And the bond, even with his old guard, was not the same. That warmth had gone. As had the light and lustre in his eyes.
He still wanted to win. He still knew how to win. And how to get under the skin of his rivals.
But the reservoir of good will inside Chelsea had run dry.
And so, within weeks of that title triumph in 2015, the tensions and frustrations broke out into open warfare.
When Mourinho branded some of his own players – and suspicion wrongly fell on Cesc Fabregas and Eden Hazard – as “rats” for leaking team news, he was back where he had been at Madrid.
Jose Mourinho had a habit of losing the faith of the dressing room
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That was the “palpable discord” cited by Chelsea as the reason for his sacking half-way through the club’s Christmas dinner on December 17 2015.
Within a week of leaving, Mourinho was making it clear he fancied the United job, whenever they decided to get rid of Van Gaal.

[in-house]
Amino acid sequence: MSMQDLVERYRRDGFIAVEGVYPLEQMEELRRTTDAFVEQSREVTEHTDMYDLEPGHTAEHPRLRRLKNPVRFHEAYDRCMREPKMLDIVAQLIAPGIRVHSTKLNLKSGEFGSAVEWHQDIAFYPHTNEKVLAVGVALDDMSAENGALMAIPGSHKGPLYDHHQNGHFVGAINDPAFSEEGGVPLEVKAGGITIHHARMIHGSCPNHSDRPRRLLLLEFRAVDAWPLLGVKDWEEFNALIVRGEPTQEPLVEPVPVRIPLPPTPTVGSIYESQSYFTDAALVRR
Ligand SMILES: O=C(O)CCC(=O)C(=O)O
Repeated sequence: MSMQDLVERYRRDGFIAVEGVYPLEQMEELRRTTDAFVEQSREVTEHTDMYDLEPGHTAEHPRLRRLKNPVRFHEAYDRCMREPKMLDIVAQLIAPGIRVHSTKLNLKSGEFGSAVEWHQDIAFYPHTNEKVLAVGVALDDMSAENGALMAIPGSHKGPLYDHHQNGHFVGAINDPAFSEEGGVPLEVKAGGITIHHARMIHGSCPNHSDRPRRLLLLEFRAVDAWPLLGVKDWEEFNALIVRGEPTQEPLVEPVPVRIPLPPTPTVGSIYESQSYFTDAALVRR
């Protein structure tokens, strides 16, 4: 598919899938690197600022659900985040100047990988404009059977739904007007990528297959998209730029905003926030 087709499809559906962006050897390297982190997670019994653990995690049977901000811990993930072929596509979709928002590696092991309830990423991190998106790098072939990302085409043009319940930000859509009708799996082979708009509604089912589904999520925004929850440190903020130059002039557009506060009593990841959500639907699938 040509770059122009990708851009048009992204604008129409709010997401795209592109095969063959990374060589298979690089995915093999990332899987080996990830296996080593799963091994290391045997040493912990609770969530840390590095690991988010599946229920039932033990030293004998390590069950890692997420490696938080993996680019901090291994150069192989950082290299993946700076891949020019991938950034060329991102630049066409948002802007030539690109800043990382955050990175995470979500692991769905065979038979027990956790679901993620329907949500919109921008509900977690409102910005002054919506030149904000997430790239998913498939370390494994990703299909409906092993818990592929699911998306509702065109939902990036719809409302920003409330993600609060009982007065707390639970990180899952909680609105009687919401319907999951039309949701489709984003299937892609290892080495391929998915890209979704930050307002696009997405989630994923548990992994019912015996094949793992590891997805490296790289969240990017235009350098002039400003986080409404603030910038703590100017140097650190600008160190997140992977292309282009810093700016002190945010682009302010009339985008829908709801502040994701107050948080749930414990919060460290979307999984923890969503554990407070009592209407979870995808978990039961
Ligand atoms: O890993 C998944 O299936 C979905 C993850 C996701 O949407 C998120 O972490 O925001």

He had to wait for a few months but was then handed the keys to the bank.
The first season brought friction but silverware. The League Cup and the Europa League.
Yet Mourinho was still living in the Lowry Hotel, commuting to and from London. It never felt permanent.
And, increasingly, the issues behind the scenes welled up.
United wanted Paul Pogba to be the symbol of their renewal. Yet with every passing month, the Frenchman relationship with Mourinho plumbed new depths.
Just as Mourinho blamed the dressing room at Madrid and Chelsea for poisoning the well, now it was the same at United.
He went after most of them. Luke Shaw, Anthony Martial, Antonio Valencia, Marcus Rashford, the centre-halves. Everyone.
There seemed there one thing about United that united the players – animosity towards the manager.
It could not last. It has not lasted.
And Mourinho, diminished and now out of work, will find it hard to change the new dynamic.